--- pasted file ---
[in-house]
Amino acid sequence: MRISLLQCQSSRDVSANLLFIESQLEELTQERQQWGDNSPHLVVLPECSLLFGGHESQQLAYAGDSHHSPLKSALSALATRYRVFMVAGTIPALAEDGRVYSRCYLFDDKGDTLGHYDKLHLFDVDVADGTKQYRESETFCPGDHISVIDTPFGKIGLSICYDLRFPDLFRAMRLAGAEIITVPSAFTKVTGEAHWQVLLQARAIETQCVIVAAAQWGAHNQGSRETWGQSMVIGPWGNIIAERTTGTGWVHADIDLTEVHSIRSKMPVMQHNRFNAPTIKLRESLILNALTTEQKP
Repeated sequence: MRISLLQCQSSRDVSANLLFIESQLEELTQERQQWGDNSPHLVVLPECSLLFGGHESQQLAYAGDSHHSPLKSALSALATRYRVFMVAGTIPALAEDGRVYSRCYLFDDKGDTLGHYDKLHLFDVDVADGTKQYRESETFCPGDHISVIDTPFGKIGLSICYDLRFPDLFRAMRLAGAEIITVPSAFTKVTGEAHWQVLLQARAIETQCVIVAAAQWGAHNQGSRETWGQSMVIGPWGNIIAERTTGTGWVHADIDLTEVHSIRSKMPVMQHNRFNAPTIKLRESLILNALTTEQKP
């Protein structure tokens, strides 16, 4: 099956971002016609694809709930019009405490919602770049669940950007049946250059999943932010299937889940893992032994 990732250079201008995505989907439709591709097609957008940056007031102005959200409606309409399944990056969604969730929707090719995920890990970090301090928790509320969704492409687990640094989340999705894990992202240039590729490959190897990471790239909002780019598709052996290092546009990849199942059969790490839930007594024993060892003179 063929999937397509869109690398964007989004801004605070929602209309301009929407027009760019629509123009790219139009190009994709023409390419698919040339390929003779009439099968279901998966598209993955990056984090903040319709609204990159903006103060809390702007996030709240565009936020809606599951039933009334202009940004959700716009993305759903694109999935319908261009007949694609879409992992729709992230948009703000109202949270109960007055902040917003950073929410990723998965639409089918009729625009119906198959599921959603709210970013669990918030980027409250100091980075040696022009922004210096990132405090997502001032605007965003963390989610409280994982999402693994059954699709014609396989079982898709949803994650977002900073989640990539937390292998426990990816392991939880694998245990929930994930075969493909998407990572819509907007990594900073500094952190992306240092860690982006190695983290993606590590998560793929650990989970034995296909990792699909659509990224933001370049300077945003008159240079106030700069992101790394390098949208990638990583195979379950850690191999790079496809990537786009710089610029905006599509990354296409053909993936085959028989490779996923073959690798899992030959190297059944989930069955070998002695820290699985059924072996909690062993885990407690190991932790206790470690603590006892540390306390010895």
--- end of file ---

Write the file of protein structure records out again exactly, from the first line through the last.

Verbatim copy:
[in-house]
Amino acid sequence: MRISLLQCQSSRDVSANLLFIESQLEELTQERQQWGDNSPHLVVLPECSLLFGGHESQQLAYAGDSHHSPLKSALSALATRYRVFMVAGTIPALAEDGRVYSRCYLFDDKGDTLGHYDKLHLFDVDVADGTKQYRESETFCPGDHISVIDTPFGKIGLSICYDLRFPDLFRAMRLAGAEIITVPSAFTKVTGEAHWQVLLQARAIETQCVIVAAAQWGAHNQGSRETWGQSMVIGPWGNIIAERTTGTGWVHADIDLTEVHSIRSKMPVMQHNRFNAPTIKLRESLILNALTTEQKP
Repeated sequence: MRISLLQCQSSRDVSANLLFIESQLEELTQERQQWGDNSPHLVVLPECSLLFGGHESQQLAYAGDSHHSPLKSALSALATRYRVFMVAGTIPALAEDGRVYSRCYLFDDKGDTLGHYDKLHLFDVDVADGTKQYRESETFCPGDHISVIDTPFGKIGLSICYDLRFPDLFRAMRLAGAEIITVPSAFTKVTGEAHWQVLLQARAIETQCVIVAAAQWGAHNQGSRETWGQSMVIGPWGNIIAERTTGTGWVHADIDLTEVHSIRSKMPVMQHNRFNAPTIKLRESLILNALTTEQKP
């Protein structure tokens, strides 16, 4: 099956971002016609694809709930019009405490919602770049669940950007049946250059999943932010299937889940893992032994 990732250079201008995505989907439709591709097609957008940056007031102005959200409606309409399944990056969604969730929707090719995920890990970090301090928790509320969704492409687990640094989340999705894990992202240039590729490959190897990471790239909002780019598709052996290092546009990849199942059969790490839930007594024993060892003179 063929999937397509869109690398964007989004801004605070929602209309301009929407027009760019629509123009790219139009190009994709023409390419698919040339390929003779009439099968279901998966598209993955990056984090903040319709609204990159903006103060809390702007996030709240565009936020809606599951039933009334202009940004959700716009993305759903694109999935319908261009007949694609879409992992729709992230948009703000109202949270109960007055902040917003950073929410990723998965639409089918009729625009119906198959599921959603709210970013669990918030980027409250100091980075040696022009922004210096990132405090997502001032605007965003963390989610409280994982999402693994059954699709014609396989079982898709949803994650977002900073989640990539937390292998426990990816392991939880694998245990929930994930075969493909998407990572819509907007990594900073500094952190992306240092860690982006190695983290993606590590998560793929650990989970034995296909990792699909659509990224933001370049300077945003008159240079106030700069992101790394390098949208990638990583195979379950850690191999790079496809990537786009710089610029905006599509990354296409053909993936085959028989490779996923073959690798899992030959190297059944989930069955070998002695820290699985059924072996909690062993885990407690190991932790206790470690603590006892540390306390010895």